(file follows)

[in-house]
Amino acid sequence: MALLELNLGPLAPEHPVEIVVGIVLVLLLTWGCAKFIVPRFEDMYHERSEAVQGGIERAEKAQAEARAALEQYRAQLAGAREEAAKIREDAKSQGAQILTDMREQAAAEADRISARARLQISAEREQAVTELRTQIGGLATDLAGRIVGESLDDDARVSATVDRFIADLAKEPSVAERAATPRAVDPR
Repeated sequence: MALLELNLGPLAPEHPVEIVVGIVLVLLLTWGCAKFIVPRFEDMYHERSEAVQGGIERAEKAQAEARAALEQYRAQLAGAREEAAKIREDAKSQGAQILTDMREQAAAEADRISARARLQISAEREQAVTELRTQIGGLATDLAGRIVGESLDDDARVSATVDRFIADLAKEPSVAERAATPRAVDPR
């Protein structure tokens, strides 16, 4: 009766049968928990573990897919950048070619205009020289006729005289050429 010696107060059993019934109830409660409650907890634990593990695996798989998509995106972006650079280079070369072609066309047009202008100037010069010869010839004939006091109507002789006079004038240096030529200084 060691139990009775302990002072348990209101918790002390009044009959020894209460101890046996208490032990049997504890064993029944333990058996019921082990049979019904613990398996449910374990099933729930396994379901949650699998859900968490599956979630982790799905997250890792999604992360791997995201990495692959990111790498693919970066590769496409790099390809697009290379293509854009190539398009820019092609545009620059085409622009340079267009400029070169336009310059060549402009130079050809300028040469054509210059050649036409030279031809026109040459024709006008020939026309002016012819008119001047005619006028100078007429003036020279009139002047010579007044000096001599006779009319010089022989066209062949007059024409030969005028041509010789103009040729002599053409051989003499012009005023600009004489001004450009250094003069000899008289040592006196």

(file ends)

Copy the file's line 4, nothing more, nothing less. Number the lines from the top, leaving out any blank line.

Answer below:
């Protein structure tokens, strides 16, 4: 009766049968928990573990897919950048070619205009020289006729005289050429 010696107060059993019934109830409660409650907890634990593990695996798989998509995106972006650079280079070369072609066309047009202008100037010069010869010839004939006091109507002789006079004038240096030529200084 060691139990009775302990002072348990209101918790002390009044009959020894209460101890046996208490032990049997504890064993029944333990058996019921082990049979019904613990398996449910374990099933729930396994379901949650699998859900968490599956979630982790799905997250890792999604992360791997995201990495692959990111790498693919970066590769496409790099390809697009290379293509854009190539398009820019092609545009620059085409622009340079267009400029070169336009310059060549402009130079050809300028040469054509210059050649036409030279031809026109040459024709006008020939026309002016012819008119001047005619006028100078007429003036020279009139002047010579007044000096001599006779009319010089022989066209062949007059024409030969005028041509010789103009040729002599053409051989003499012009005023600009004489001004450009250094003069000899008289040592006196």